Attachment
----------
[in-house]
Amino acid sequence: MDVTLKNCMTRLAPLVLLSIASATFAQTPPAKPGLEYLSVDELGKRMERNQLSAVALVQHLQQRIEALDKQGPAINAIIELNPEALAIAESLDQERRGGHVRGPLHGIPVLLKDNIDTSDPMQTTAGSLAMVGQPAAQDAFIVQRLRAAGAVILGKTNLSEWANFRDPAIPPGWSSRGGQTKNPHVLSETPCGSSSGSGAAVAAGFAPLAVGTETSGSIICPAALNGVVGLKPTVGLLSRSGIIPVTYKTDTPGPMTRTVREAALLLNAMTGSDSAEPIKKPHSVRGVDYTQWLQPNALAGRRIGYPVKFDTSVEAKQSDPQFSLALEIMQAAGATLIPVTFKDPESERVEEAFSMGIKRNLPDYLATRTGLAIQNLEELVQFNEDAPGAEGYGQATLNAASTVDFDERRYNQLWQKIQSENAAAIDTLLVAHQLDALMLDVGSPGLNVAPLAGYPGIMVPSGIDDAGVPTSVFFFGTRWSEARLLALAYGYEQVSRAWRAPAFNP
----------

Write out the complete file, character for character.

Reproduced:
[in-house]
Amino acid sequence: MDVTLKNCMTRLAPLVLLSIASATFAQTPPAKPGLEYLSVDELGKRMERNQLSAVALVQHLQQRIEALDKQGPAINAIIELNPEALAIAESLDQERRGGHVRGPLHGIPVLLKDNIDTSDPMQTTAGSLAMVGQPAAQDAFIVQRLRAAGAVILGKTNLSEWANFRDPAIPPGWSSRGGQTKNPHVLSETPCGSSSGSGAAVAAGFAPLAVGTETSGSIICPAALNGVVGLKPTVGLLSRSGIIPVTYKTDTPGPMTRTVREAALLLNAMTGSDSAEPIKKPHSVRGVDYTQWLQPNALAGRRIGYPVKFDTSVEAKQSDPQFSLALEIMQAAGATLIPVTFKDPESERVEEAFSMGIKRNLPDYLATRTGLAIQNLEELVQFNEDAPGAEGYGQATLNAASTVDFDERRYNQLWQKIQSENAAAIDTLLVAHQLDALMLDVGSPGLNVAPLAGYPGIMVPSGIDDAGVPTSVFFFGTRWSEARLLALAYGYEQVSRAWRAPAFNP